Seneca High School business teacher earns Next Gen Personal Finance fellowship

Brenda Martin-Lee was one of 24 teachers selected out of more than 200 applicants nationwide to attend the program.

Business teacher Brenda Martin-Lee is pictured in her classroom at Seneca High School on Sept. 11.

Seneca High School business teacher Brenda Martin-Lee is investing in her career and her students’ futures through her Next Gen Personal Finance fellowship.

Martin-Lee was one of 24 teachers selected out of more than 200 applicants nationwide to attend the Next Gen Personal Finance Summer Institute that took place June 24 through June 27.

Soon after the 2017–2018 school year came to a close, Martin-Lee packed her bags and was on a flight to Palo Alto, Calif. Throughout the program, she learned various training methods to enhance communication with her students to get them engaged in personal finance conversations as a means of bouncing thoughts off of one another.

Martin-Lee said she enjoys professional development programs such as Next Gen because she feels there are always improvements that can be made and skills that can be added into the classroom.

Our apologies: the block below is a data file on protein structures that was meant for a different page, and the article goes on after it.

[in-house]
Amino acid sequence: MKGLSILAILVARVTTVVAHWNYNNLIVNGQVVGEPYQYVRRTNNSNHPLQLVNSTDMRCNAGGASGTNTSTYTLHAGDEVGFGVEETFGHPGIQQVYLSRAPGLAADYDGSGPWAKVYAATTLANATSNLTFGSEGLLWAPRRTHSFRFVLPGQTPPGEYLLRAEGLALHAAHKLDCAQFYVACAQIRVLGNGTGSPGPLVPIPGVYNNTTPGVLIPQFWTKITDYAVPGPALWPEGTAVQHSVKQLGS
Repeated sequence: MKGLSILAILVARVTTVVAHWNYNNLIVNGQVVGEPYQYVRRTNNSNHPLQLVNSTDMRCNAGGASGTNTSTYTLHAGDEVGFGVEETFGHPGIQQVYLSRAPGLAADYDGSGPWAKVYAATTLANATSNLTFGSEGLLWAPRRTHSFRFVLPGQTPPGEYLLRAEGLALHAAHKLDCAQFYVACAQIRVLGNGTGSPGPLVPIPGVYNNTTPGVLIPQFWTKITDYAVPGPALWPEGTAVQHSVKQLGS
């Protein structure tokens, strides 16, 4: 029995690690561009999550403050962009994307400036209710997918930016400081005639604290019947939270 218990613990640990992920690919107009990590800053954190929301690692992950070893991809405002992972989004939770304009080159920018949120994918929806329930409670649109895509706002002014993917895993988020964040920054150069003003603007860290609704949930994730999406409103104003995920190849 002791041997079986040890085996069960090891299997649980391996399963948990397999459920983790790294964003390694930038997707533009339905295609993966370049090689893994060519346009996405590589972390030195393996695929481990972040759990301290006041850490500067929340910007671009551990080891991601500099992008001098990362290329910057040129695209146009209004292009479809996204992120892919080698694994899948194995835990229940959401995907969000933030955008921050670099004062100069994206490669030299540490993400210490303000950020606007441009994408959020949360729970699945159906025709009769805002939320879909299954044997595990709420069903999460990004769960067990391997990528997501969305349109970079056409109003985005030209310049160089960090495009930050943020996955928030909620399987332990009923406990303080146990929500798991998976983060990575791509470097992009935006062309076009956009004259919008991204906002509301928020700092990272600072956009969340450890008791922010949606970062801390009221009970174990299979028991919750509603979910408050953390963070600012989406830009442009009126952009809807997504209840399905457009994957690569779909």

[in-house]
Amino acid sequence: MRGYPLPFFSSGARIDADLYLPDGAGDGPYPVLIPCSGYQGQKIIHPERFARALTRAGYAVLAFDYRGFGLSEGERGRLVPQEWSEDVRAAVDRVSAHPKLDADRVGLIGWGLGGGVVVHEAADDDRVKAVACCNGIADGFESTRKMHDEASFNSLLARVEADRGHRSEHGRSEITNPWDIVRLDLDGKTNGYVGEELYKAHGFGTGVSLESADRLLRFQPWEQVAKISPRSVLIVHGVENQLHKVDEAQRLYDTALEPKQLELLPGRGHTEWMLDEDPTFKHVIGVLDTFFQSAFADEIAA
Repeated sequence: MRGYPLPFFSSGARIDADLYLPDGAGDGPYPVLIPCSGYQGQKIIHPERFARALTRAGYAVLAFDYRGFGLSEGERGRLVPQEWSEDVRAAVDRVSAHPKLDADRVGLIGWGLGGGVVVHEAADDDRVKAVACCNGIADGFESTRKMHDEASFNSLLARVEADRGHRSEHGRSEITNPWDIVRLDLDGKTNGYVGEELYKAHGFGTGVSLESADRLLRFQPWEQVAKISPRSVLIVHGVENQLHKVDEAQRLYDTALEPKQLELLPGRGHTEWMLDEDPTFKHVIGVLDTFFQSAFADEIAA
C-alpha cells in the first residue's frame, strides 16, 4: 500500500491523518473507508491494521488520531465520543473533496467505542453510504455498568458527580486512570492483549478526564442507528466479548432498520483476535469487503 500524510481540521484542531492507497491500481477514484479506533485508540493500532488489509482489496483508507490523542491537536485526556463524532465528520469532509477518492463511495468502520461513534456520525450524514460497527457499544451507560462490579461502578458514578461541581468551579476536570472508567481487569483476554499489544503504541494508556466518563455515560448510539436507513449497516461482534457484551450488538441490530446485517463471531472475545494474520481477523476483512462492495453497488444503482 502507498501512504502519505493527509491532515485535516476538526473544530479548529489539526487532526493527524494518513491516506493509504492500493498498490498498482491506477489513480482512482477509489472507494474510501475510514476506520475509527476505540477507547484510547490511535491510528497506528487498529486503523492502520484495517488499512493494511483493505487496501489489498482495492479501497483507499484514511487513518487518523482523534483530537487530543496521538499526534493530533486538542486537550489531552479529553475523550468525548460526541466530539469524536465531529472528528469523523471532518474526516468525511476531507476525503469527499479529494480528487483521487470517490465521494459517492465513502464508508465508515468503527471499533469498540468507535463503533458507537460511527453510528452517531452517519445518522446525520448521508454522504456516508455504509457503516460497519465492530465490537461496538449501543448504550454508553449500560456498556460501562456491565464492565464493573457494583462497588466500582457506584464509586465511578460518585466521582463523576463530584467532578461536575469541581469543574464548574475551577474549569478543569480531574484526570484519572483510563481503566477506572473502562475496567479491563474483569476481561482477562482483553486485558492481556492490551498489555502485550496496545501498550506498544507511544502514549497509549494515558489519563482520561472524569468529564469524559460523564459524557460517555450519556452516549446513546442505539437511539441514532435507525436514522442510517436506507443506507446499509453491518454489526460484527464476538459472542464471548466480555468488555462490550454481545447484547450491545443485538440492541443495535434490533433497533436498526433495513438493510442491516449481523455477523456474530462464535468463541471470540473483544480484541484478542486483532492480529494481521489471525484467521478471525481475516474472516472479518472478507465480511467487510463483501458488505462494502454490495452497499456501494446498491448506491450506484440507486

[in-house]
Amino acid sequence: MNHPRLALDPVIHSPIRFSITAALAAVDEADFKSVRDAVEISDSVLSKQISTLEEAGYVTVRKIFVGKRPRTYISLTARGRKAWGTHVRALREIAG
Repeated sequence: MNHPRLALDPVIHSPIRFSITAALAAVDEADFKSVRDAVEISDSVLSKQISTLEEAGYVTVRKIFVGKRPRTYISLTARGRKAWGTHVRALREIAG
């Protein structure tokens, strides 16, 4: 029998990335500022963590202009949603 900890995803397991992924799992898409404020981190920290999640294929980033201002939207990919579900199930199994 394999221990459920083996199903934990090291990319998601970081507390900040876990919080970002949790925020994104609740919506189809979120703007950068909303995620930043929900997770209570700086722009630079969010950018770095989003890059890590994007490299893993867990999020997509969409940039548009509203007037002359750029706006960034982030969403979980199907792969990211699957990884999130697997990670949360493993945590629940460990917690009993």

The Next Gen fellowship for the 2018–2019 school year will allow her to share her expertise in personal finance with those at Seneca, and will allow her to keep in touch with the other educators she spent time with at the Summer Institute.

“It’s always a passion for me teaching personal finance because I didn’t have this class offered when I was in high school, and my experience after that was chaotic in terms of managing finances, so I’m passionate about teaching students, young people and even adults about the importance of managing their finances,” Martin-Lee said. “I have a passion to continue to teach and continue to be a role model.”

Martin-Lee has been the only business teacher at the high school since her start at Seneca in 2006, and her goal is for students to rid their fear of personal finance by having them understand money and become more comfortable with it.

She said sometimes people are too reckless with their money and sometimes people are too restrictive with their money — it’s about finding a balance to most effectively manage money through saving, budgeting and investing.

Martin-Lee is dedicated to sharing ways to save for retirement, to monitor how much money is coming in and going out and the importance of the stock market.

While at the Summer Institute, Meir Statman, author of “Finance for Normal People: How Investors and Markets Behave” spoke on the importance of not making expensive purchases when possible. Instead of buying designer clothes, shoes or cars, that money could be invested as a way to prepare for the future. Martin-Lee hopes to relay that message to her students.

“I enjoy spending time with the students and interacting with them. Here at Seneca, you have the freedom to be creative and these professional development opportunities give me the chance to add to my classroom [lessons],” Martin-Lee said. “I believe all students deserve a financial education and I am excited to be a year-long Next Gen Personal Finance Fellow who will continue to advocate for financial literacy.”